At the Liberal Party of Canada biennial convention in Montreal in February 2014, party members voted on a number of policy resolutions. Of particular interest to me was the resolution to reject the 1969 White Paper on Indian Policy, whose authors included Prime Minister Pierre Trudeau.
The following is a quote from the 4th edition of our book, Working Effectively with Indigenous Peoples®:
“In 1969, the government of Canada introduced a White Paper on Indian Policy, which called for the removal of the Indian Act, the transfer of reserve lands to individuals, and the removal of the federal government’s fiduciary duty. It was regarded as the final instrument in the long standing policy of Indian assimilation. Indigenous leaders vehemently opposed the imposition of the White Paper recommendations as they believed the recommendations would result in significantly worse living conditions than those that existed in the era that followed the Residential School debacle.
Confronted by Indigenous opposition to the White Paper from coast to coast, the federal government withdrew the initiative in 1971, replacing it with the “Core Funding Program” – supplying Indigenous groups with resources to promote their causes through research, publication and legal action.
Shortly thereafter came a commitment by the then Minister of Indian Affairs, Jean Chrétien, to begin negotiations with the Nisga’a Nation and to begin the process of treaty-making in northern and western Canada. In 2000, as the Prime Minister of Canada, Jean Chrétien saw the completion of the Nisga’a Final Agreement bringing the negotiations that he initiated to fruition.”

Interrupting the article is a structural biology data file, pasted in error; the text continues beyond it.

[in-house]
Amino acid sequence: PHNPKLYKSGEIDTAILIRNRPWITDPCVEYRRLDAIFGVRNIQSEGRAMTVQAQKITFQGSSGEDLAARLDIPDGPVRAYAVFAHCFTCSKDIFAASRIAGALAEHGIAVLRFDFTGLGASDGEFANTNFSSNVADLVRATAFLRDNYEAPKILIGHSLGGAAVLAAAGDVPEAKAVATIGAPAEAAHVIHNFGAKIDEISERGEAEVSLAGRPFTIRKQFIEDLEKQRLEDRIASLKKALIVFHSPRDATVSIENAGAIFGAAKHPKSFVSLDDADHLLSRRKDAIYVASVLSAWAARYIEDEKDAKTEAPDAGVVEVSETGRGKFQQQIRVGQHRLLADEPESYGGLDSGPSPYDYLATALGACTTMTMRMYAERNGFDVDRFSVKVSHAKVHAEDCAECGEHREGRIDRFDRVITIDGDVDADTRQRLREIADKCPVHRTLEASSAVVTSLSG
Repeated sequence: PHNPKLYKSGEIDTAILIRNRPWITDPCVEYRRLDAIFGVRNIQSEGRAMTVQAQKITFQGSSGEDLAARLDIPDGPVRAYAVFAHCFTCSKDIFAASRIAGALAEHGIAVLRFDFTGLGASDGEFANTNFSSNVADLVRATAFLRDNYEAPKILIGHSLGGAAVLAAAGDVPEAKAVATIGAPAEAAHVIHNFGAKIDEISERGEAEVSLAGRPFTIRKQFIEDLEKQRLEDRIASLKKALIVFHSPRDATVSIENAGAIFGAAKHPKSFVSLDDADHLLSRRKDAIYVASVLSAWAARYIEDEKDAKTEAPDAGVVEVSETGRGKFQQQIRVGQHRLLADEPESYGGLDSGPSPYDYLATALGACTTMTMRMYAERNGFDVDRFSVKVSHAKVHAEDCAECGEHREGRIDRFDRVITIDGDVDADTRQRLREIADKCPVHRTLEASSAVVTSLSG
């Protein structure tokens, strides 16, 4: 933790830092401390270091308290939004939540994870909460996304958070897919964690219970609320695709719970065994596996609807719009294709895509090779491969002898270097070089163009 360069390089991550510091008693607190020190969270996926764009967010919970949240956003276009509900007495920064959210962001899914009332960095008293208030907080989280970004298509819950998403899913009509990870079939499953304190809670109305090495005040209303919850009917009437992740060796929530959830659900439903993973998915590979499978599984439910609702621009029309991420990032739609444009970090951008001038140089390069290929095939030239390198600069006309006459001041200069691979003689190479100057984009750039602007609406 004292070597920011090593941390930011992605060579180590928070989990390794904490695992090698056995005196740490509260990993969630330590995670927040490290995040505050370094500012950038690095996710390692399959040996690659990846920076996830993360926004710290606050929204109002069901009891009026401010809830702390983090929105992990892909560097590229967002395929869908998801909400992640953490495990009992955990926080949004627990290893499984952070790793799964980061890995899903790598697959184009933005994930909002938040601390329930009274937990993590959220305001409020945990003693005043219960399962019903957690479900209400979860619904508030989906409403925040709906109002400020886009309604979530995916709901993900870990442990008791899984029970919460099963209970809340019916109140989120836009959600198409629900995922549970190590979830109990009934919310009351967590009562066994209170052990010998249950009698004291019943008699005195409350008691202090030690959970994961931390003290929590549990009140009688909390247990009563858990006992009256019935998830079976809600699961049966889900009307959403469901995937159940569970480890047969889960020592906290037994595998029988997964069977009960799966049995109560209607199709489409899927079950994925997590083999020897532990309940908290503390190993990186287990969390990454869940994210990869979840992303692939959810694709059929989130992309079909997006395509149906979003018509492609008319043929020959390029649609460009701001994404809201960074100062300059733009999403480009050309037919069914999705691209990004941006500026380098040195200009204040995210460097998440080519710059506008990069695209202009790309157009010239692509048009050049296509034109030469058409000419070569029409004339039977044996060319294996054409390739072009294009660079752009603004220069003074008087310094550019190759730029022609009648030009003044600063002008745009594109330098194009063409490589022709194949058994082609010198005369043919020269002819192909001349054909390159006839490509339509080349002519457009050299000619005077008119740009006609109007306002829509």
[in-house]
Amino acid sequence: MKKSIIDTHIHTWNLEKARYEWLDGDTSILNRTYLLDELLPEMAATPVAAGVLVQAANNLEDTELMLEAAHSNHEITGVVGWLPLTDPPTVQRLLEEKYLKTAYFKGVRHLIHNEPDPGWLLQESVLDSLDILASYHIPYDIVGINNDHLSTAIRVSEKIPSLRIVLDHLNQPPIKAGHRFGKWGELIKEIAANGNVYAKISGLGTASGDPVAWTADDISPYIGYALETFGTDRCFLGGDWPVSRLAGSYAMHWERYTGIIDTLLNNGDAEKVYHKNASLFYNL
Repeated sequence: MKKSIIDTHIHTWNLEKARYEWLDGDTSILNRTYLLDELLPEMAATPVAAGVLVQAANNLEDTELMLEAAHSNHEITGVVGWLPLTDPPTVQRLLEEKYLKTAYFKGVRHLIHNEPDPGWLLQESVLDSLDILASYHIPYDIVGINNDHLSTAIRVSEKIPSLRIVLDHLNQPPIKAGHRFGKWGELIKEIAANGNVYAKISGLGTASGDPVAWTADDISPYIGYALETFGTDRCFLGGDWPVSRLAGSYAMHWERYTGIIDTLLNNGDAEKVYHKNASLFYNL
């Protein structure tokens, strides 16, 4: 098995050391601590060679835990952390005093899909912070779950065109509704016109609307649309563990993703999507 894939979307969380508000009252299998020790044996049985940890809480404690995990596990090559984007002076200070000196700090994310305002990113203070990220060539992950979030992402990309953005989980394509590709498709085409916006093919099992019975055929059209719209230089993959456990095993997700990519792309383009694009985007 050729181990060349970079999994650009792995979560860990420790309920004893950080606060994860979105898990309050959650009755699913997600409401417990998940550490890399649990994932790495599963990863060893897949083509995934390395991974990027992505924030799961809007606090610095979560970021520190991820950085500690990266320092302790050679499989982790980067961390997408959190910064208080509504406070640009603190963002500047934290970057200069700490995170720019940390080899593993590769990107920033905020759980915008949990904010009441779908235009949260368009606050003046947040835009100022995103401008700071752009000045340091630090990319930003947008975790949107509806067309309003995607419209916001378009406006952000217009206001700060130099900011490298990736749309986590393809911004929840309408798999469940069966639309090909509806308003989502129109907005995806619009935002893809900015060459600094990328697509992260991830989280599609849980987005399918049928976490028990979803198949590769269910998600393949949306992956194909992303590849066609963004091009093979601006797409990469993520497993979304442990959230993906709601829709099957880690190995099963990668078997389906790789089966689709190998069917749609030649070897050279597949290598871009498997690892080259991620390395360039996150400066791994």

Below is the actual wording of the resolution to reject the 1969 White Paper:
21. Acknowledging the Past in Order to Move Forward: A Resolution to Officially Reject The 1969 White Paper
WHEREAS the Liberal Party of Canada introduced ‘The White Paper’ in 1969 that sought to abolish the Indian Act, the legal relationship and nation-to-nation relationship between the Indigenous nations and Canada;
WHEREAS ‘The White Paper’ was not agreed to by the Indigenous nations who agreed to share with Canada the lands and resources that are within its borders;
WHEREAS the introduction of ‘The White Paper,’ in 1969, despite abandonment by the Liberal Party of Canada, has continued to undermine the Liberal Party of Canada’s relationships with Indigenous peoples due to little or no recognition by the of the impact such a policy could have;
WHEREAS Indigenous philosophies require the past be recognized and accounted for in order to foster better relationships and a path forward;
WHEREAS public acknowledgement by the Liberal Party of Canada that ‘The White Paper’ was a serious mistake will help build strong relationships and assist both sides of the Treaty relationship to move forward;
BE IT RESOLVED THAT the Liberal Party of Canada, through its membership, national board, and elected representatives, at the 2014 Biennial Convention openly and with regret acknowledge that ‘The White Paper’ of 1969 was a serious mistake for the Party to consider and officially renounce what it stands for;
>BE IT FURTHER RESOLVED THAT the Liberal Party of Canada will not repeat the mistakes of the past and strive for meaningful consultation when considering legislation and policy that impact the rights of Indigenous peoples.
It will be interesting to see the reaction of Indigenous Peoples in Canada in the days and months ahead. From a working effectively perspective, there is much value in relationships and to maintain them on occasion requires acknowledgement and a commitment to move forward in new ways both of which we see reflected in the Resolution. I believe practitioners can apply this acknowledgement approach to everything they do as opposed to trying to ignore or deflect problems.
If you are interested in learning more about the history of Indigenous Peoples and how it can impact your engagement, check out our Indigenous Awareness training.